In a world dominated by magical thinking, superstition and misinformation, give yourself the benefit of doubt. This is one skeptic's view of the Universe.
"Tell people there’s an invisible man in the sky who created the universe, and the vast majority believe you. Tell them the paint is wet, and they have to touch it to be sure."
“If people are good only because they fear punishment, and hope for reward, then we are a sorry lot indeed”.
“Skeptical scrutiny is the means, in both science and religion, by which deep thoughts can be winnowed from deep nonsense.”
The person who is certain, and who claims divine warrant for his certainty, belongs now to the infancy of our species. It may be a long farewell, but it has begun and, like all farewells, should not be protracted.
Law would empower countries to file cases against non-resident violators
Manama: Arab countries are working on a draft law that bans the defamation of religions and empowers them to take abusers to court even if they are not residents.
The draft, presented by Qatar, is being reviewed by delegates from several Arab countries at the Arab League.
Under its provisions, all forms of defamation, derision or denigration of religions and prophets will be considered crimes.
“The main feature of the draft is that it gives every state the right to put on trial those who abuse and hold in contempt religions even if they are outside the country,” Ebrahim Mousa Al Hitmi, the Qatari justice ministry assistant undersecretary for legal affairs, said, local Arabic daily Al Arab reported on Wednesday.
The official insisted that the draft law does not clash with freedom of expression.
“The law does not interfere in any way with the freedom of opinion and expression which is well protected and guaranteed. All penal laws in Arab countries criminalise defamation of religions but there are no specific sanctions when an abuser is outside the country. Therefore, the main goal of this law is to deter all forms of defamation of religions and give each country that ratifies it the right to file lawsuits against those who offend religions, even if they are not residents,” he said.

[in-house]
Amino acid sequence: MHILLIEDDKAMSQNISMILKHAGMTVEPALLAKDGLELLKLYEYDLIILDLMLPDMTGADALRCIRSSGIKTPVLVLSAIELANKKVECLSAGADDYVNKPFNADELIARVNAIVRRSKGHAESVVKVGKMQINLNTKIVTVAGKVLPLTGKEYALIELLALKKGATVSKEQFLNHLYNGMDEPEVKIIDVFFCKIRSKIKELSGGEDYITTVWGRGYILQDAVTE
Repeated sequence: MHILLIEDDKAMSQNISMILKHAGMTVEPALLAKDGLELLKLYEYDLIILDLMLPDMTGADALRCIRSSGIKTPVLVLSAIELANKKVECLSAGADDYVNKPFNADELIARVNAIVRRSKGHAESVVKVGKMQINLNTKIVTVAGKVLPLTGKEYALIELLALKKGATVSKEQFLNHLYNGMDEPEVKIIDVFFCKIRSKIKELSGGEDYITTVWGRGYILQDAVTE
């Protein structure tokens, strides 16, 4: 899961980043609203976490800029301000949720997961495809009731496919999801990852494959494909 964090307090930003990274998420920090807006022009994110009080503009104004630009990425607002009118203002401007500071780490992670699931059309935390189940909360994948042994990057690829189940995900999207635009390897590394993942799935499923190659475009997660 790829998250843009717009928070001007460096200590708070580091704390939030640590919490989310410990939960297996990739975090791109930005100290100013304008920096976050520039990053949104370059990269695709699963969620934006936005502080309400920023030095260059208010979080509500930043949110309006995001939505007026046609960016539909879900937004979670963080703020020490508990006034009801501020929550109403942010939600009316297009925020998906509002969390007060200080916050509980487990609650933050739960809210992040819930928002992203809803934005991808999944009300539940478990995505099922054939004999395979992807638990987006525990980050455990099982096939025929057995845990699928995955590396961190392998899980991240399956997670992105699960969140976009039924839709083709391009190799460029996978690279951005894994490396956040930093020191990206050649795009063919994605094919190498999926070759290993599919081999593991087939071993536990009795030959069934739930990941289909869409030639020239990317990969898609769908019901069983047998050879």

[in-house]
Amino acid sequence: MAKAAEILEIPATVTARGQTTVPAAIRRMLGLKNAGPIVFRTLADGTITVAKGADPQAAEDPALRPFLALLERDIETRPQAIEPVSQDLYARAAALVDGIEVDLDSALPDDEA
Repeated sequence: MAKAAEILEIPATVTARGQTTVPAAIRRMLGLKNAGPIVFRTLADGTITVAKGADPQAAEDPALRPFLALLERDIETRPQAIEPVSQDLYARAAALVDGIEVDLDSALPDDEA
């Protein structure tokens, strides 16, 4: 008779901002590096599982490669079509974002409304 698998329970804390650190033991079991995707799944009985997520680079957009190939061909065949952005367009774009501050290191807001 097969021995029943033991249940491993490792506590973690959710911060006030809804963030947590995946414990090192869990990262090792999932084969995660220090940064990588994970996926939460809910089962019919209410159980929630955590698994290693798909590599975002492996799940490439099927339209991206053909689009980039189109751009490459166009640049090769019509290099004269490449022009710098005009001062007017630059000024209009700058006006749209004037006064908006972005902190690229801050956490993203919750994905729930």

The official attributed the Qatari initiative to a drive to counter relentless campaigns targeting religions.
The draft will be taken up by the Arab justice ministers when they convene.
Passage from The Diary of Anne Frank that parents of 7th and 8th grade students are claiming is “too graphic” and “too pornographic” to appear in classrooms. Instead, they argue, a censored version of the book should be taught if it is to be taught at all.
Gail Horalek, the parent who filed a formal complaint with her daughter’s school district in Northville, Michigan, added:
If they watch any kind of movie with a swear word in it, I have to sign a permission slip. It doesn’t mean my child is sheltered, it doesn’t mean I live in a bubble, and it doesn’t mean I’m trying to ban books.
Yes, it does. If it’s “too graphic” for middle school aged kids to read about a body part in a diary written by a girl of the same age, those kids are sheltered. Acknowledging that vaginas exist and babies come out of them isn’t pornographic, especially when many middle school aged kids can and do have sex, sometimes resulting in a pregnancy. Somehow, though, it’s more offensive than Nazis systematically murdering over 12 million human-beings in concentration camps, forcing slave labor, starving millions until dead, lining people up and shooting them in the street, and doing horrific medical experiments on unwilling participants.
It never ceases to amaze me how worried some people are about their children learning about their own body.(via abaldwin360)
Jon Stewart (via factualfeminist)
George Carlin What am I Doing in New Jersey? 1988 (via yatwriter)